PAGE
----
Recovery Act Funds 10,000th Highway Project

Tens of Thousands of Jobs Created, Critical Milestone Reached

Reaching a major milestone in creating jobs and improving the nation’s infrastructure, U.S. Transportation Secretary Ray images-1LaHood announced that as of today, the Federal Highway Administration has approved 10,000 highway projects funded through the American Recovery and Reinvestment Act of 2009 (ARRA) since its passage in February.

“What better way to cap off the year than with 10,000 highway and bridge projects putting people back to work, strengthening the economy, and making travel safer for everyone,” said Secretary LaHood.

Of the $26.6 billion available for highway projects through the Recovery Act, $21.8 billion has been obligated to 10,000 projects nationwide – of which 6,092 highway projects are underway. This money is helping employ tens of thousands of men and women and significantly improving more than 27,000 miles of roads and bridges.

“Highway projects are moving forward across the country,” said FHWA Administrator Victor Mendez. “Thanks to the Recovery Act, drivers, pedestrians, and cyclists will see significantly improved roadways in 2010.”

Construction on some of the nation’s largest infrastructure projects is just beginning, such as the Caldecott Tunnel in San Francisco, which is set to start construction in early January. At $257 million, this project, which relies on $192.4 million in ARRA funds, is one of the largest ARRA projects in the nation. Several other major projects have recently begun construction, including:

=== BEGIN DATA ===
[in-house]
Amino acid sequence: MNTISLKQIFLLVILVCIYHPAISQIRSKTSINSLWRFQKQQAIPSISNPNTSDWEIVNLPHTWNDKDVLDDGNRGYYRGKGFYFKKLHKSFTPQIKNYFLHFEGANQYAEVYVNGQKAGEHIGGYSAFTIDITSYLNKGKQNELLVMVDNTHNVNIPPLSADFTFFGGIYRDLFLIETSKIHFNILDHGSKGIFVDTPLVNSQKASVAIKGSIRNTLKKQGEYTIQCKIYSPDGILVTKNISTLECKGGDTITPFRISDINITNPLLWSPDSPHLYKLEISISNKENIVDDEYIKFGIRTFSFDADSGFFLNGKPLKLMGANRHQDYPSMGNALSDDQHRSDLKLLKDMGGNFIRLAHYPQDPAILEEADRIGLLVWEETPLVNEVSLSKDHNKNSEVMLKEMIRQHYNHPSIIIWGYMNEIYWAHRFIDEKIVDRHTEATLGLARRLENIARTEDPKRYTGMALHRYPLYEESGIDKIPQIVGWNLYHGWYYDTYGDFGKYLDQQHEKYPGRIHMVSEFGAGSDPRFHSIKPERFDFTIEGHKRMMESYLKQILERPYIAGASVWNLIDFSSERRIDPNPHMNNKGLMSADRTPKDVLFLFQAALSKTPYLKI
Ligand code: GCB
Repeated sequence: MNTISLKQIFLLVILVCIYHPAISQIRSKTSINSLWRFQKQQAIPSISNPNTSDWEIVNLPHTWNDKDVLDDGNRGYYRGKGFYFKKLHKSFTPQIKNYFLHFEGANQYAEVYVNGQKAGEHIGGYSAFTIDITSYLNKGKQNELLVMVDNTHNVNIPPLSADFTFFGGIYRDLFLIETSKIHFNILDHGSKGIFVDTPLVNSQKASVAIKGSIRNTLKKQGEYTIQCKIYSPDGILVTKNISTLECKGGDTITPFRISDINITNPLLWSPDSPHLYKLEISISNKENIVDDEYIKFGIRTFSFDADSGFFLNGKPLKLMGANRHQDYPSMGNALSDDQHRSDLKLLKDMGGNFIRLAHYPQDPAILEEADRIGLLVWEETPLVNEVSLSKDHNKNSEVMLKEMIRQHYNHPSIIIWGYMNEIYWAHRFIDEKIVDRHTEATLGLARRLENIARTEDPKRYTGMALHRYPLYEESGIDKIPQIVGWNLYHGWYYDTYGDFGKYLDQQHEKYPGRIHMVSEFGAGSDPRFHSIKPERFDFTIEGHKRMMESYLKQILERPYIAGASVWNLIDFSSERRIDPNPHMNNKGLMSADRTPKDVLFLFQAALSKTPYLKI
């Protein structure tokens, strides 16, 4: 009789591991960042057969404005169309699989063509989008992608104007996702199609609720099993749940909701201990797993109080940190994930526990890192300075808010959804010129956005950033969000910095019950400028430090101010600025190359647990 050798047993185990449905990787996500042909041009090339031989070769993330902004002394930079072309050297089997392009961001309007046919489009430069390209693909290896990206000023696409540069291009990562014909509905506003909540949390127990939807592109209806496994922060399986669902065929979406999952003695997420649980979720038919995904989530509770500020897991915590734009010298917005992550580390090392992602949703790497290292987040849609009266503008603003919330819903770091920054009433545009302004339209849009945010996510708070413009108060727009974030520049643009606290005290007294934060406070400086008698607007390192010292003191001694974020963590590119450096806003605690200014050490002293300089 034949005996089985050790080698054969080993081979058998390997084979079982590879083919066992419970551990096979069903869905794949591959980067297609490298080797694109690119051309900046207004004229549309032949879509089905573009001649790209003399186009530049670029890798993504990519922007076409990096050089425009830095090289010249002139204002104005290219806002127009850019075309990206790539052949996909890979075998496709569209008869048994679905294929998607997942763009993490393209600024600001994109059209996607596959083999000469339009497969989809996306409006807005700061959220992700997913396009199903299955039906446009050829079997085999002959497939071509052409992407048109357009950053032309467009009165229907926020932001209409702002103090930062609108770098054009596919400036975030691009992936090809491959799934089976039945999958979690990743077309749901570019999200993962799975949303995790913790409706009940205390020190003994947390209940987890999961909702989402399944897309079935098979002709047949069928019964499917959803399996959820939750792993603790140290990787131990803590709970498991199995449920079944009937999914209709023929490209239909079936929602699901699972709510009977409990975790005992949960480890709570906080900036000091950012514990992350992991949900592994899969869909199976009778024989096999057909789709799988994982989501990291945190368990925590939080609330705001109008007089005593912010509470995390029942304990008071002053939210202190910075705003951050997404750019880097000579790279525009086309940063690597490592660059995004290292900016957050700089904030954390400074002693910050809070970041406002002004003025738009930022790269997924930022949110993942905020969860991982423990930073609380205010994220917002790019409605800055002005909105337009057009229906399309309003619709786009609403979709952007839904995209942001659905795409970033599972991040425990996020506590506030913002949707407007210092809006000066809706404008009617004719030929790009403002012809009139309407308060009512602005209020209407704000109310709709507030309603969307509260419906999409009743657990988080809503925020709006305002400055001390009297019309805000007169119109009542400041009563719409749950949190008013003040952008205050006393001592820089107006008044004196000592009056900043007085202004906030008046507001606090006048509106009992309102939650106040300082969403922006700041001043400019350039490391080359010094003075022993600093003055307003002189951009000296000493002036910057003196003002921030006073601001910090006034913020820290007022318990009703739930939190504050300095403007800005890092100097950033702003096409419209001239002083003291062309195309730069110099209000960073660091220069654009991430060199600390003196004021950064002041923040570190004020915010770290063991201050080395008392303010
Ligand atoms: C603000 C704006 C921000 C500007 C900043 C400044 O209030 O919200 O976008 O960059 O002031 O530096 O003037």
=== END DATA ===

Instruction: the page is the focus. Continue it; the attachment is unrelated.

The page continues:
• I-215 Widening Project in San Bernardino and I-405 Widening in Los Angeles. During the summer, work began on two billion-dollar projects in California – the I-215 Widening Project in San Bernardino, which is using $128 million in ARRA funds to reduce traffic congestion that had been crippling the local economy, and the other using $189.9 million in ARRA funds to add 10 miles of carpool lane on Los Angeles’ northbound I-405, one of the most congested routes in the nation. Both projects are expected to continue through 2013.
  • US19/SR 55 Interchange reconstructions in Clearwater, Fla. Construction on this $109 million project began in early December. Expected to be completed in July 2014, it will reduce congestion by building two new interchanges, removing numerous traffic signals, and creating 12 miles of uninterrupted travel for the route’s estimated 89,500 daily drivers. The $45 million in ARRA funding made it possible to begin this project two years earlier than originally planned.
  • I-405 “Braids” in Bellevue, Wash. In November, construction began on this $278.6 million project to help a Seattle suburb with traffic congestion of up to eight hours daily. The project will “braid” multi-level ramps to separate vehicles entering and exiting northbound I-405, add a bypass lane for eastbound traffic, and improve access from downtown Bellevue. When completed in late 2012, the project will reduce congestion, improve safety for drivers, and enhance pedestrian and bicycle access. The $30 million in ARRA funding helped this project start a year earlier than planned.

To date, the DOT has approved more than 11,300 transportation projects, worth $32.1 billion in Recovery

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Act funding, of which 7,600 projects are currently underway. In January, the DOT is set to announce $8 billion in grants for high-speed rail and $1.5 billion under the TIGER Discretionary Grants program, which will spur job creation as major national projects get underway.

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